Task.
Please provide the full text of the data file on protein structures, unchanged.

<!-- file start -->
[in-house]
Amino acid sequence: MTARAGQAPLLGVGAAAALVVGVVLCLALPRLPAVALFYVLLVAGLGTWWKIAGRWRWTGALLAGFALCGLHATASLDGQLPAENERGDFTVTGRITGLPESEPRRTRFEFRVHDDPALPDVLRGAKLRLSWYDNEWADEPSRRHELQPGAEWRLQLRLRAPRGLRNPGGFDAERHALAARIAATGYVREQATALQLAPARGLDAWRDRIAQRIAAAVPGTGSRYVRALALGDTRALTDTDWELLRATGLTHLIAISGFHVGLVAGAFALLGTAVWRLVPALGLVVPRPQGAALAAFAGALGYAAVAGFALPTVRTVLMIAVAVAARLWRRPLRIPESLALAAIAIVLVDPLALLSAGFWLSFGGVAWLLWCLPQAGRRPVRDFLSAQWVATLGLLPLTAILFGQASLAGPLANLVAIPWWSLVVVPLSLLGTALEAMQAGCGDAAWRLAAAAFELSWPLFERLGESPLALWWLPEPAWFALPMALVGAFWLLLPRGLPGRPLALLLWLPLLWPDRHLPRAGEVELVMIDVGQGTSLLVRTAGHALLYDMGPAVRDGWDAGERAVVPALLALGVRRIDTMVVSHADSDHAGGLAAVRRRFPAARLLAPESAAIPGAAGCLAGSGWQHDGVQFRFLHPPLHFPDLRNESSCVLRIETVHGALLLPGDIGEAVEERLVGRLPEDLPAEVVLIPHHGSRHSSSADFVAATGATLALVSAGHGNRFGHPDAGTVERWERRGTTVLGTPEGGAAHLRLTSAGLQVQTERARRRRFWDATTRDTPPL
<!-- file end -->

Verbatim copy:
[in-house]
Amino acid sequence: MTARAGQAPLLGVGAAAALVVGVVLCLALPRLPAVALFYVLLVAGLGTWWKIAGRWRWTGALLAGFALCGLHATASLDGQLPAENERGDFTVTGRITGLPESEPRRTRFEFRVHDDPALPDVLRGAKLRLSWYDNEWADEPSRRHELQPGAEWRLQLRLRAPRGLRNPGGFDAERHALAARIAATGYVREQATALQLAPARGLDAWRDRIAQRIAAAVPGTGSRYVRALALGDTRALTDTDWELLRATGLTHLIAISGFHVGLVAGAFALLGTAVWRLVPALGLVVPRPQGAALAAFAGALGYAAVAGFALPTVRTVLMIAVAVAARLWRRPLRIPESLALAAIAIVLVDPLALLSAGFWLSFGGVAWLLWCLPQAGRRPVRDFLSAQWVATLGLLPLTAILFGQASLAGPLANLVAIPWWSLVVVPLSLLGTALEAMQAGCGDAAWRLAAAAFELSWPLFERLGESPLALWWLPEPAWFALPMALVGAFWLLLPRGLPGRPLALLLWLPLLWPDRHLPRAGEVELVMIDVGQGTSLLVRTAGHALLYDMGPAVRDGWDAGERAVVPALLALGVRRIDTMVVSHADSDHAGGLAAVRRRFPAARLLAPESAAIPGAAGCLAGSGWQHDGVQFRFLHPPLHFPDLRNESSCVLRIETVHGALLLPGDIGEAVEERLVGRLPEDLPAEVVLIPHHGSRHSSSADFVAATGATLALVSAGHGNRFGHPDAGTVERWERRGTTVLGTPEGGAAHLRLTSAGLQVQTERARRRRFWDATTRDTPPL